Crisis in Ukraine: Daily Briefing – 3 April 2014

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Crisis in Ukraine: Daily Briefing

3 April 2014

 

1. Situation in Crimea

The evacuation of Ukrainian military personnel and materiel from Crimea continues. Armed Forces Captain V. Demyanenko was freed from captivity. An estimated 1500 Ukrainian military personnel remain in Crimea.

The Mejlis of the Crimean Tatar people has begun work on the organization of a Crimean Tatar referendum as to the future of Crimea, which will be held in the event of “necessity.” The head of the Organizing Committee, E. Bariev, stated that “an indigenous people have the right to self-determination and the right to express in which country they will live.” Representatives of the Mejlis stressed the importance of the fact that the referendum take place according to Ukrainian legislation and international law, in particular the UN General Declaration on the rights of Indigenous Peoples.

2. State Security Service: Evidence of Russian special services involvement in planning of Maidan killings

The Minister of Internal Affairs, General Prosecutor, and Head of State Security Service held a press conference to present the findings of the investigation into the mass killings during the Euromaidan protests. The State Security Service (SBU) of Ukraine reports that the former head of the SBU in the Yanukovych Administration, O. Yakymenko, and former Minister of Internal Affairs V. Zakharchenko, were personally responsible for giving orders to law enforcement to shoot at protestors and storm the professional union building on Maidan. SBU head V. Nalyvaychenko stated that the planning of the so-called “anti-terrorism” operation, in fact the organization of mass killings, took place “under the direct command of former President Yanukovych.” Nalyvaychenko further stated that between 19 and 23 December 2013, and 26-29 January 2014, there were groups (24 and 6 people, respectively) from the Russian FSB (KGB successor) present at the SBU premises in Koncha Zaspa outside Kyiv. “We have reasonable grounds to believe that these people took part in planning and carrying out actions of the so-called anti-terrorist operations…Yakymenko himself came to report to this group on more than one occasion.” Nalyvaychenko stated that there are two important questions to the Russian Federation – “what were these representatives of the FSB doing there, and what are their ranks and positions – and, what were their orders and what were they planning?“ The SBU also stated that from 21 to24 January, 5 tons of different types of grenades were delivered from Russia by plane to Ukraine to use against protestors.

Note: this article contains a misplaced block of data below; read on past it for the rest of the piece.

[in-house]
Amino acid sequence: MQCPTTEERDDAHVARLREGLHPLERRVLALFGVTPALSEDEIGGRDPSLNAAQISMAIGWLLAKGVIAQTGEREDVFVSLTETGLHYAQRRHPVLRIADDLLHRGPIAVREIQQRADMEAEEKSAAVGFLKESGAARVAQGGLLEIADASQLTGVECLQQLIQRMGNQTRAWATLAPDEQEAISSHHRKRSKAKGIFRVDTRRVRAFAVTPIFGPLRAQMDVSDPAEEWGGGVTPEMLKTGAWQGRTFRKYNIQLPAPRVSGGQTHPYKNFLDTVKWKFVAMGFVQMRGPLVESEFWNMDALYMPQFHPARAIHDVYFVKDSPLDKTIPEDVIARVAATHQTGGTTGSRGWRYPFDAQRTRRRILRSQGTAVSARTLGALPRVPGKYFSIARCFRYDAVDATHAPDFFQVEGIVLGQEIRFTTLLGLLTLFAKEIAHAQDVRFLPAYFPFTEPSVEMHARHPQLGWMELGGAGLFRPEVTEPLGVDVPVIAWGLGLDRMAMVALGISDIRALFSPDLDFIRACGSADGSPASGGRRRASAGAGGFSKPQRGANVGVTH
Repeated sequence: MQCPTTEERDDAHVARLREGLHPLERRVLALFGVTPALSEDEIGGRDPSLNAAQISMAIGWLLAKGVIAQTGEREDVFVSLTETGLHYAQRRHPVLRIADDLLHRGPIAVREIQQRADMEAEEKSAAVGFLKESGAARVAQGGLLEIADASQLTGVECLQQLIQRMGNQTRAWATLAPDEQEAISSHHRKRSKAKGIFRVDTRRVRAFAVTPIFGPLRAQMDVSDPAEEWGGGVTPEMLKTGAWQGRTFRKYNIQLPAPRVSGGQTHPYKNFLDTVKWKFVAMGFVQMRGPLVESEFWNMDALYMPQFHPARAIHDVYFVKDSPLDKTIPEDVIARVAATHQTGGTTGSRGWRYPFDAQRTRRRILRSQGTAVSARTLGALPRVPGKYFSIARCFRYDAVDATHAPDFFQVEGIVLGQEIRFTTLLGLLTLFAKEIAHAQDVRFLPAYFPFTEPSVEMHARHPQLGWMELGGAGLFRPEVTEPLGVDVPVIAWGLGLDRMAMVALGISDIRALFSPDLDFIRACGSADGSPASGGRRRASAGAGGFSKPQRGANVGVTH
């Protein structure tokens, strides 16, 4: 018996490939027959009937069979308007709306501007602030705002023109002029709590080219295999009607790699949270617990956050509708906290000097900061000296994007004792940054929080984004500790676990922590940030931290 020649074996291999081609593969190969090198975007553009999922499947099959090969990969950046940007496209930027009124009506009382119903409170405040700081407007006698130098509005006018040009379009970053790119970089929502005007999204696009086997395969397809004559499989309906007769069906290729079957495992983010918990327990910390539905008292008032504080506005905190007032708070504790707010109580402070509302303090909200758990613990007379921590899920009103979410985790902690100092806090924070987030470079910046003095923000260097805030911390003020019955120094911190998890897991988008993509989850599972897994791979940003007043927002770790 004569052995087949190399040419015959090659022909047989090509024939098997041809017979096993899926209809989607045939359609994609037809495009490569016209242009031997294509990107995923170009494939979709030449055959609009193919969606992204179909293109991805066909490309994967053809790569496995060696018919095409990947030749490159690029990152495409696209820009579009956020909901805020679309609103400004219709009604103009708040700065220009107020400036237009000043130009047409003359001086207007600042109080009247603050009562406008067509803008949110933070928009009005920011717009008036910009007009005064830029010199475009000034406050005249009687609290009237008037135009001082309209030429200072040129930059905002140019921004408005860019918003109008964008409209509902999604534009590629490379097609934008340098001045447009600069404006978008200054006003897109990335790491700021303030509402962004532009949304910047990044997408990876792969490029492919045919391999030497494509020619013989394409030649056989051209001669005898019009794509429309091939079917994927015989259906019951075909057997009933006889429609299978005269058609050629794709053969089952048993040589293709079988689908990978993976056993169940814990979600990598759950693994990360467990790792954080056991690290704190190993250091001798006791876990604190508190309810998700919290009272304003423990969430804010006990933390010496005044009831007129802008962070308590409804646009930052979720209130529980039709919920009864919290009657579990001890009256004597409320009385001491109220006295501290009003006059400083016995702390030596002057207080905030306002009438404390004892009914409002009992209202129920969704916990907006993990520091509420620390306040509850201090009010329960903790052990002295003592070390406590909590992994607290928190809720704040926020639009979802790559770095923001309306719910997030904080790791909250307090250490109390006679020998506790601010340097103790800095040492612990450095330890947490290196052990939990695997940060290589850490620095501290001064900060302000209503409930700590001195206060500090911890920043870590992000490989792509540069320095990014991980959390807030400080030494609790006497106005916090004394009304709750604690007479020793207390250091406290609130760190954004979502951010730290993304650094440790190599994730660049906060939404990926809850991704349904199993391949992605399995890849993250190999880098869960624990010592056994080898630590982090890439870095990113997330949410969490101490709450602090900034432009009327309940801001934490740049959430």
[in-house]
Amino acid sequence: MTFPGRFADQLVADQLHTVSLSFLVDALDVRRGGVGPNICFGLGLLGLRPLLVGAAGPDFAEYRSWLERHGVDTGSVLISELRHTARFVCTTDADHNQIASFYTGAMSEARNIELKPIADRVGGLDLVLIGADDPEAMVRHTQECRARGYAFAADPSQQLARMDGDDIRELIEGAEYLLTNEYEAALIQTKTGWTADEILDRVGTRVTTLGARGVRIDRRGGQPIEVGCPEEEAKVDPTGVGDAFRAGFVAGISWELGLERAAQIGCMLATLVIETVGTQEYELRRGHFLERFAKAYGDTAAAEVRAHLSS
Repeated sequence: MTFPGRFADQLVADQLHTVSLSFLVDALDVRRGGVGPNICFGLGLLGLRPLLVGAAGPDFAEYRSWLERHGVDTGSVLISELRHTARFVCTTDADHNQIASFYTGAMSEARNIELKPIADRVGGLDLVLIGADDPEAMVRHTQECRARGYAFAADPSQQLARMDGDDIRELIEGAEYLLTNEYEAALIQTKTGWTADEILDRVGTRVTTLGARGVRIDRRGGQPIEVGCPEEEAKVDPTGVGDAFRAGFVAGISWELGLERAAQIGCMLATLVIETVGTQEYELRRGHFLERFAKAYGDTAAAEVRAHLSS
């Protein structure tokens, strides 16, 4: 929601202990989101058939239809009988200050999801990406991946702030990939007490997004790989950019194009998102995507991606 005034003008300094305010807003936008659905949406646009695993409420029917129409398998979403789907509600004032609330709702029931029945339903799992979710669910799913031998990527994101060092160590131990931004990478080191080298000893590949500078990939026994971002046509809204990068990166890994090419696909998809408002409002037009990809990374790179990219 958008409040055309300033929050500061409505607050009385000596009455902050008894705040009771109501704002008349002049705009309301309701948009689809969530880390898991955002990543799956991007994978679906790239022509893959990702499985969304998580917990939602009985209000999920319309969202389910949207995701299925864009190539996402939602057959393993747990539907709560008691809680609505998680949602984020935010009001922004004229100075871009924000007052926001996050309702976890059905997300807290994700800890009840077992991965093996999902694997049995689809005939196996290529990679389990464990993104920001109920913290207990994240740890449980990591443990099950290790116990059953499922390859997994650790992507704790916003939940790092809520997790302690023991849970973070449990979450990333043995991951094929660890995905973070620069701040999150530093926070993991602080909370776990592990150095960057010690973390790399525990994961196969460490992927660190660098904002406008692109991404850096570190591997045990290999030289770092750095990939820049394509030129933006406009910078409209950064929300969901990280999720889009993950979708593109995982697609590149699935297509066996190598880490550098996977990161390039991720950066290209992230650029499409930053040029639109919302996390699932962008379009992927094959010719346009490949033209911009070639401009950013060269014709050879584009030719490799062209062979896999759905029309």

3. US Justice Department Indicts Ukrainian Oligarch

D. Firtash, one of Ukraine’s most influential oligarchs, involved in the gas trade, among other businesses, in Ukraine, was indicted by the US Justice Department for participating in an alleged international racketeering conspiracy to bribe officials in India to obtain mining contracts. Five other people were named in the indictment. According to the indictment, “Firtash was the leader of the enterprise and caused the participation of certain Group DF companies in the project. Firtash allegedly met with Indian government officials, including Chief Minister Reddy, to discuss the project and its progress, and authorized payment of at least $18.5 million in bribes to both state and central government officials in India to secure the approval of licenses for the project.” Firtash is currently out on bail in Austria awaiting extradition proceedings.  

4. Prices for Russian gas export to Ukraine to increase

The price for Russian gas to Ukraine will be $485/1000 cubic meters after the cancellation of the Kharkiv Agreements by the Russian Federation – an increase of about 80%. Russian PM D. Medvedev announced that he is cancelling the 2010 government resolution that put tariffs for the export of Russian gas to Ukraine at 0% and that regular export tariffs will apply to the export of gas to Ukraine.

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